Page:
It is a well-known fact that companies across Europe and beyond are competing for the best tech talent – specifically developers and data scientists. And front- and back-end developers are at the core of every tech team, which will be the case for years to come. Yet, the world’s ICT companies claim that good data scientists are almost impossible to find. Developer and data scientist vacancies across the world are constantly open, and it usually takes a company up to 12 weeks to fill these positions. The largest barriers for attracting talent – apart from the obvious scarcity – are housing, local competition and cultural fit.
Amsterdam’s talent proposition
The good news is that Amsterdam has some great advantages when compared to other tech hubs. Its high quality of life, its 30% tax ruling for highly skilled migrants, its unmatched work-life balance and its strong international orientation make the Amsterdam Metropolitan Area a magnet for talent.
The great transportation system, well-connected airport and 180 nationalities undeniably make Amsterdam a vibrant city; yet, its canals and relatively small size give it a certain village-like charm. And work, friends and amenities are usually just a short bike ride away. In addition, many of the city’s biggest tech firms employ over 70% non-Dutch employees for their teams. This is why – for the majority of these companies – the main language has become English.
The city’s proactive approach
In addition to Amsterdam’s already attractive employment benefits, the local government is now experimenting with addressing the demand for talent hands-on. For example, October saw the development of several programmes aimed specifically at attracting more Dutch and international talent to Amsterdam’s tech and startup scene, and one of these solutions was Next Gen. The overall goal of the initiative is to put Amsterdam at the top of graduates’ minds when they embark on their tech careers.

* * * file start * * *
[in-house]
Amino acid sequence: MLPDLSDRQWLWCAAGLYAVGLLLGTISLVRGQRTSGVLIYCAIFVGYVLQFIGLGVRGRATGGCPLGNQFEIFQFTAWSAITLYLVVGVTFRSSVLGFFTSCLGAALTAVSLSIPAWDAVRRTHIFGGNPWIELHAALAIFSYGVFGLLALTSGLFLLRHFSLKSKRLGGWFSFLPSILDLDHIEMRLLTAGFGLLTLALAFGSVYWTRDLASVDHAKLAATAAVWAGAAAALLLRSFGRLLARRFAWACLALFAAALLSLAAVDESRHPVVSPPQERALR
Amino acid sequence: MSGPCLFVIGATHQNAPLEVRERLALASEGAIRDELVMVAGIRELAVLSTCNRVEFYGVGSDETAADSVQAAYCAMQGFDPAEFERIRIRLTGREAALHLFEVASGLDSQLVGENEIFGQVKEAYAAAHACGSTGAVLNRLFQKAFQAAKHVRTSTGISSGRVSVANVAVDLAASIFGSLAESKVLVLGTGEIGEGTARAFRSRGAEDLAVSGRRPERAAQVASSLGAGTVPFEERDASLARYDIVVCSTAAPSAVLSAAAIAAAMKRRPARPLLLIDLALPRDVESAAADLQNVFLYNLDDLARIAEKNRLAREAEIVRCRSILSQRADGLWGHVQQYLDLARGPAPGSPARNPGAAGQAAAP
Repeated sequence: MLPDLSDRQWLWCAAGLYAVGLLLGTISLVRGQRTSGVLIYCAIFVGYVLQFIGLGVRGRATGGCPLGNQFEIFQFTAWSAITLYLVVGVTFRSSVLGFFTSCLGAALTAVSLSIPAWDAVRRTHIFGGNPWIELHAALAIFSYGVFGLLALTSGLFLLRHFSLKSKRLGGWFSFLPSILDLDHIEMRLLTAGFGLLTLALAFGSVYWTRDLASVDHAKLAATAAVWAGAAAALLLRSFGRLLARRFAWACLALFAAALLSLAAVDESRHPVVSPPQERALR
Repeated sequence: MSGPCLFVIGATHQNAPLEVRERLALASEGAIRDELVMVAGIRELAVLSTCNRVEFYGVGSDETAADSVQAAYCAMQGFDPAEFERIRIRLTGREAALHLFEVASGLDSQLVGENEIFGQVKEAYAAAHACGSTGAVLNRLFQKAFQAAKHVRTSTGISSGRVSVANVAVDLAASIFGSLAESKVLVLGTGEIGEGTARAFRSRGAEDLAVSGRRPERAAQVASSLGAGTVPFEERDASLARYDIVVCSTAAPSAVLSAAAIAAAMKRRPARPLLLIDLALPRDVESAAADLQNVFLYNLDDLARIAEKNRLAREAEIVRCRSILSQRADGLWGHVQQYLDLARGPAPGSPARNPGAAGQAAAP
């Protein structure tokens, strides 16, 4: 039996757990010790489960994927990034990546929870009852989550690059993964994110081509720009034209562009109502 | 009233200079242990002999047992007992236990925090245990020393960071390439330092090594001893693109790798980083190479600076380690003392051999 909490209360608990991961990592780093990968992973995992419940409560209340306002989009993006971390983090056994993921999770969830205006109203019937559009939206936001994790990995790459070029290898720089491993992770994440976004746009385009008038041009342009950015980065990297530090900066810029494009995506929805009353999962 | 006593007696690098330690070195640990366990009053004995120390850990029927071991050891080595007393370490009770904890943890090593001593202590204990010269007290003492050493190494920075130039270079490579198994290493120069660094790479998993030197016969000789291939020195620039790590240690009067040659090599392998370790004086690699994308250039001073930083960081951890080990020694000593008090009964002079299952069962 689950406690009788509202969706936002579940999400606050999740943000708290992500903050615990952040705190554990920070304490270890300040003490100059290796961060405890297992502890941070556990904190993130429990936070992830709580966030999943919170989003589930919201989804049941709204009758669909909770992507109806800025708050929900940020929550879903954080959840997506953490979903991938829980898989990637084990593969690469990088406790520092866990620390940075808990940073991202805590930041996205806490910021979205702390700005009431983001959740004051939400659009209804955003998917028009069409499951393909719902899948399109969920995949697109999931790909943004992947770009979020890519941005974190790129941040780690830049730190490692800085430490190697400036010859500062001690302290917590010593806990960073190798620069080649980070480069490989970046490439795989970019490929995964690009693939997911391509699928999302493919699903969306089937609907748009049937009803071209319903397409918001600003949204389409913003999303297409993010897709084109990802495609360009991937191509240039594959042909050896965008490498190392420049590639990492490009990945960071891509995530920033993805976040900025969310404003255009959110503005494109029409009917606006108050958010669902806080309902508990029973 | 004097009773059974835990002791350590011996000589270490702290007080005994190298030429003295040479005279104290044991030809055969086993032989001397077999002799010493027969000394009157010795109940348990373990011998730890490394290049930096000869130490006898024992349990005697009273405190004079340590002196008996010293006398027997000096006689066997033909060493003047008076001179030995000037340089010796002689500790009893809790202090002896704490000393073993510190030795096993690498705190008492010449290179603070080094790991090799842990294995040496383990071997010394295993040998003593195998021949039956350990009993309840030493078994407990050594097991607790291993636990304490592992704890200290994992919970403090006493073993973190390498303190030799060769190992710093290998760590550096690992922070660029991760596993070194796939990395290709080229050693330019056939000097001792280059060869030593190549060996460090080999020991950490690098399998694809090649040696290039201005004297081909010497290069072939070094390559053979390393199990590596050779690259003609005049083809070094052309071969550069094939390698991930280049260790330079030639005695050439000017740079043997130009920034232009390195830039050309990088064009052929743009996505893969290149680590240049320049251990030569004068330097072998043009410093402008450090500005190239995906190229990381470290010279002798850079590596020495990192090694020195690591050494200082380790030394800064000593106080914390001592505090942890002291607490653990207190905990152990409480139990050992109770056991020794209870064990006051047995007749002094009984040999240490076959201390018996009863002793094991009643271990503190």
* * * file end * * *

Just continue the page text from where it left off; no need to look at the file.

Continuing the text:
Local and international computer science students (in the last year of their study) took part in Next Gen’s intense three-day programme, which happened from 4 to 6 October 2017 (during the world-renowned eWeek). The 35 participating students – made up of 12 nationalities – came from universities in eight different countries; the schools included Oxford University, Saint-Petersburg State University, the University of Amsterdam and the University of Porto.
The Next Gen team took the students on a tour through Amsterdam’s tech and startup scene, and invited eDay speakers to talk with the participants, discussing new developments such as AI and VR with founders and CEOs of startups, scale-ups and corporates. The participants also visited creative makerspaces and startup hubs, including Makerversity, VRBase, B. Amsterdam and Startupbootcamp.
Amsterdam-based job opportunities for tech graduates
If you are a student with an interest in Next Gen – but were unable to take part – here are some helpful links to the participating companies (who hoped to meet you!) One of the main sponsors of Next Gen was ING, one of the largest banks in the Netherlands. They are hiring, so check out their vacancies. The other main sponsor was Bol.com, the Netherlands' largest e-commerce website. They are currently offering a traineeship for young ICT professionals, but they also have a selection of other great job opportunities.
Other tech companies that contributed to Next Gen (and are hiring!) include: 3D Hubs, Payvision, Ohpen, WeTransfer, Usabilla, Picnic, Lab15.io, Bynder, Bloomon, Takeaway, HPE, Braincreators and Crunchr.
Next Gen 2017 was a pilot project, so the team will check in with the students after they graduate to see whether they decided to work in Amsterdam – or even at some of the Next Gen companies. The project was a joint effort of StartupAmsterdam and Emerce.
Take part in Next Gen 2018
If you’re an Amsterdam-based tech company that is regularly looking for developers and computer science majors – and would like to open your doors to students from all over the world during the next edition of Next Gen – please contact Dré Kampfraath at [email protected].
If you’re a computer science student and interested in taking part, please contact Dré Kampfraath at [email protected].